The German Constitutional Court Says 'Ja Zu Deutschland!'
German Law Journal, Vol. 10, No. 8, 2009
14 Pages Posted: 2 Nov 2009 Last revised: 24 Feb 2015
Date Written: November 2, 2009
In announcing the decision of the Bundesverfassungsgericht (“Federal Constitutional Court” or “FCC”) on the constitutionality of the Lisbon Treaty, the Presiding Justice of the Second Senate summed up the judgment by proclaiming: “The German Basic Law says “yes” to the Treaty of Lisbon.” The decision initially received praise from commentators for having struck down only the existing version of an accompanying federal law while preserving Germany’s ratification of the Treaty more broadly. The decision has thus been likened to the FCC’s 1992 decision upholding the German ratification of the Maastricht Treaty.
This short comment explains what is old and what is new about the FCC’s current decision about Europe. The comment exposes the FCC’s highly deceptive invocation of having taken a “Europe-friendly” stance in interpreting the German Basic Law. The discussion exposes the myriad contradictions within the opinion and the decision’s strange consequences both in terms of the concrete workings of the European Union and in terms of its grand theory of democracy. The comment highlights the FCC’s mistaken understanding of the European Parliament, the profound failure of the Court’s reflexive idea of state sovereignty, and the way in which the opinion condemns Europe to a perpetual state of deficiency. In all this, the Federal Constitutional Court installs itself as the sole arbiter of Germany’s constitutional destiny - even above the people themselves.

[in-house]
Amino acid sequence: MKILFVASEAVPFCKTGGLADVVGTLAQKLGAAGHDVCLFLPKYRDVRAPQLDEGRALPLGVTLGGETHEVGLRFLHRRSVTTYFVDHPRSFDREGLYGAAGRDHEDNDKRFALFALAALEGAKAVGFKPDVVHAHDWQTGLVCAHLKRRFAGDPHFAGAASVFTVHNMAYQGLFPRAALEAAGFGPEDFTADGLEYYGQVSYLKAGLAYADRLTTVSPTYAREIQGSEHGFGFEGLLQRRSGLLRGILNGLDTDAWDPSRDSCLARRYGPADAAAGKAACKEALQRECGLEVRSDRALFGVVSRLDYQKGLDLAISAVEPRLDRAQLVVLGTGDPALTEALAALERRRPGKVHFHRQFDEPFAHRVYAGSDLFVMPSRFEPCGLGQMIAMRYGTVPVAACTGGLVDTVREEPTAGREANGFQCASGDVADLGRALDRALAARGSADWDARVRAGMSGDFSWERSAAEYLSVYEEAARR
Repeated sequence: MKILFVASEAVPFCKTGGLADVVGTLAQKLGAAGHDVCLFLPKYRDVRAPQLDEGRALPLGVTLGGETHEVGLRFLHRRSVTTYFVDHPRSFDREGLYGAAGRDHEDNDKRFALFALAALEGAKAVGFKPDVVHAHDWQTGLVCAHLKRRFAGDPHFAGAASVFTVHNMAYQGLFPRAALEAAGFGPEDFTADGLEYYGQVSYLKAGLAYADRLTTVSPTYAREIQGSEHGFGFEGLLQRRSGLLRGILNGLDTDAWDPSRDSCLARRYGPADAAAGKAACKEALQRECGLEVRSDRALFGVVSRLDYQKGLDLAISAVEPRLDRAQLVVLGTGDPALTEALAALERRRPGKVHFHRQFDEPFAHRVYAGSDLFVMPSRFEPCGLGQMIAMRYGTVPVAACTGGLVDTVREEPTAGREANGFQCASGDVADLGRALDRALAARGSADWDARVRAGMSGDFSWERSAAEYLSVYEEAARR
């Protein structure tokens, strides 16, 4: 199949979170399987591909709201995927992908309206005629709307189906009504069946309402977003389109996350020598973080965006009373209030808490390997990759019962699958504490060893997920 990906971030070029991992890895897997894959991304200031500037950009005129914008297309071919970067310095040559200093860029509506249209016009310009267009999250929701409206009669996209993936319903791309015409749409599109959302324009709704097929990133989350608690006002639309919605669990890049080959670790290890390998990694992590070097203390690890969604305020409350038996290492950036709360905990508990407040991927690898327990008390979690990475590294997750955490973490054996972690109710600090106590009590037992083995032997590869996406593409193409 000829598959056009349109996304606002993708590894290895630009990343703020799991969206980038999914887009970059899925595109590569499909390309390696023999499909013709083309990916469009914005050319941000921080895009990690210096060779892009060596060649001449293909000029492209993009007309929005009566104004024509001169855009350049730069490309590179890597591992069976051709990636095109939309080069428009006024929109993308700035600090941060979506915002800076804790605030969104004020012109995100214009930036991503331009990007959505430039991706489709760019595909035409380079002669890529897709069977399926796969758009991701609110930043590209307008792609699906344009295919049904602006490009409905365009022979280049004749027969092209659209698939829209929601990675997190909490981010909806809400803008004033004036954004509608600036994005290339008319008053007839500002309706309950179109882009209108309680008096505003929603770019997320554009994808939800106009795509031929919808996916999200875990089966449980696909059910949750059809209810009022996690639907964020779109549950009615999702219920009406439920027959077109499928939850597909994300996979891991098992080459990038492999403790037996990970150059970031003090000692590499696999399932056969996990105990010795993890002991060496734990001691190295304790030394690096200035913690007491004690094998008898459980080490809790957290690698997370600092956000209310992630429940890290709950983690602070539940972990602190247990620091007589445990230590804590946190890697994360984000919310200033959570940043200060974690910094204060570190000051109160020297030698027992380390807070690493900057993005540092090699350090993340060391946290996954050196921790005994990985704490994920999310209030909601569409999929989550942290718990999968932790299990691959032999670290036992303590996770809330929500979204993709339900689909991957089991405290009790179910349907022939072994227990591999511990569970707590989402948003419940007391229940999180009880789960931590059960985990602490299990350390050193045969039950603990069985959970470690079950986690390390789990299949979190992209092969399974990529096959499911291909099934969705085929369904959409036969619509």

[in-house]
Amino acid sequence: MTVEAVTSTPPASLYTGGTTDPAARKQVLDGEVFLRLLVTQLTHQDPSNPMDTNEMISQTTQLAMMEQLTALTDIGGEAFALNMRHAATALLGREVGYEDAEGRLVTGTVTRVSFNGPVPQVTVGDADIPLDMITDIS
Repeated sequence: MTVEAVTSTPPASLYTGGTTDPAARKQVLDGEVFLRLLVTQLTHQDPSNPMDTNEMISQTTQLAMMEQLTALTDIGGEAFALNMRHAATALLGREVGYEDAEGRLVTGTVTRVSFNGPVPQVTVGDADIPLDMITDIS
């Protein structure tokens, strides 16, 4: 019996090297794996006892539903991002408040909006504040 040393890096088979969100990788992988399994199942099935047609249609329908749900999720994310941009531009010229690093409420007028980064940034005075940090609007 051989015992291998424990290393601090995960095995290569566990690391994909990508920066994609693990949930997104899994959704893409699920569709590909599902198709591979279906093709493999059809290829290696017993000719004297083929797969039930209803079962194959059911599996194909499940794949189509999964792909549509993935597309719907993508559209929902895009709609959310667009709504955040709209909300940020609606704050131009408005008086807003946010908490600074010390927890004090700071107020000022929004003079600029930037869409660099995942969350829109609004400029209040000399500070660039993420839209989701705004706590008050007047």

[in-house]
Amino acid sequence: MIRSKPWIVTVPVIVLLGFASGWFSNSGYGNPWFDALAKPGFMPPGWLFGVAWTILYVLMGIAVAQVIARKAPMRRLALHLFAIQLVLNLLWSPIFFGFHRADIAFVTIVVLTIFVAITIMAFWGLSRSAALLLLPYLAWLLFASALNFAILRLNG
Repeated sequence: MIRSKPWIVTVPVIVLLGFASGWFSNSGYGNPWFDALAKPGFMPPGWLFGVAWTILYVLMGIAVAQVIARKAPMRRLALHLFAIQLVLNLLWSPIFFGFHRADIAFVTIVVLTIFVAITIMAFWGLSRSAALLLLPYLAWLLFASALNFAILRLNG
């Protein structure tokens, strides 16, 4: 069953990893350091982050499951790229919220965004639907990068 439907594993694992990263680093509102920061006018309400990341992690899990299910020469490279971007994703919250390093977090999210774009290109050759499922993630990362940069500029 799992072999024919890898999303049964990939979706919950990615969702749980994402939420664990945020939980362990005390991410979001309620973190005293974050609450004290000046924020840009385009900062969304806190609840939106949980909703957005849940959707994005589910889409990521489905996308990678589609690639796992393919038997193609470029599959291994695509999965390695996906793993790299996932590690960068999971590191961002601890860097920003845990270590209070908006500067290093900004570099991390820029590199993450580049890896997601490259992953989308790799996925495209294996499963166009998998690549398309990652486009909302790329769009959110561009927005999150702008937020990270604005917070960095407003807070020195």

A subversive opinion with more twists and turns than even the FCC itself comprehends, the decision ultimately stands as a crude speech act asserting little more than the power of the Court itself.
Keywords: Lisbon Treaty, European Union, Germany, German Federal Constitutional Court, constitutionalism
JEL Classification: K33
Suggested Citation: Suggested Citation